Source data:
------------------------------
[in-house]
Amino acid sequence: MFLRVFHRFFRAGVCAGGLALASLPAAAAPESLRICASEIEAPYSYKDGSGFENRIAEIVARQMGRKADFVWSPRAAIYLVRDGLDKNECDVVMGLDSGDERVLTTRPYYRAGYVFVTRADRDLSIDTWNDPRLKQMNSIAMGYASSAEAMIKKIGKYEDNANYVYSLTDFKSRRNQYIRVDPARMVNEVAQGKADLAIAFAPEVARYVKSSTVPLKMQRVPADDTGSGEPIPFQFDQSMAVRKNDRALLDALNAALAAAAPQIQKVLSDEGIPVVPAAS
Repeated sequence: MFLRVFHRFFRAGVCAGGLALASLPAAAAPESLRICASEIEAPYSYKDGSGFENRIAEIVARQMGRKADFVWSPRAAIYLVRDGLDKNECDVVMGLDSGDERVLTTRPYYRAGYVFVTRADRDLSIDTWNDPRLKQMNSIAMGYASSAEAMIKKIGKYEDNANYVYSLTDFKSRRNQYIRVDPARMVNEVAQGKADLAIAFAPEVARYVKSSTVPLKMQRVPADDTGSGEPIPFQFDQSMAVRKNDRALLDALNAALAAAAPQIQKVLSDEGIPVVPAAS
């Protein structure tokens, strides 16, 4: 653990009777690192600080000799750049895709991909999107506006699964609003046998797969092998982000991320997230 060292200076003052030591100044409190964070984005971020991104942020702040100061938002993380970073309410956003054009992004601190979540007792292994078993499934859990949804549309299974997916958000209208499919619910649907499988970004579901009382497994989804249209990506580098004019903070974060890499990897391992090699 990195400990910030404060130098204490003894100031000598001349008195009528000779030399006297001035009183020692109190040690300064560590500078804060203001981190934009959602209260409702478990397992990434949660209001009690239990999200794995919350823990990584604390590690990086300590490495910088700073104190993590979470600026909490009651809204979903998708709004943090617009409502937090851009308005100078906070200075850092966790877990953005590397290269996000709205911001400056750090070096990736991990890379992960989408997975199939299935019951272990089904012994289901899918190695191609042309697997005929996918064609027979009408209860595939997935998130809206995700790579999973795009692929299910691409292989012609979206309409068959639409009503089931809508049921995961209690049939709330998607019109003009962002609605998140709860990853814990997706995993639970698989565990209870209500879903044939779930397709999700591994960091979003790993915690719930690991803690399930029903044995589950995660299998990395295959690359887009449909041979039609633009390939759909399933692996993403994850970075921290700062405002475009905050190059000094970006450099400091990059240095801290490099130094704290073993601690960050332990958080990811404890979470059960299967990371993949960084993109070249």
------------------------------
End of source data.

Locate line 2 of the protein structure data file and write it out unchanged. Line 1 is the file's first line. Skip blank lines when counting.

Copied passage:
Amino acid sequence: MFLRVFHRFFRAGVCAGGLALASLPAAAAPESLRICASEIEAPYSYKDGSGFENRIAEIVARQMGRKADFVWSPRAAIYLVRDGLDKNECDVVMGLDSGDERVLTTRPYYRAGYVFVTRADRDLSIDTWNDPRLKQMNSIAMGYASSAEAMIKKIGKYEDNANYVYSLTDFKSRRNQYIRVDPARMVNEVAQGKADLAIAFAPEVARYVKSSTVPLKMQRVPADDTGSGEPIPFQFDQSMAVRKNDRALLDALNAALAAAAPQIQKVLSDEGIPVVPAAS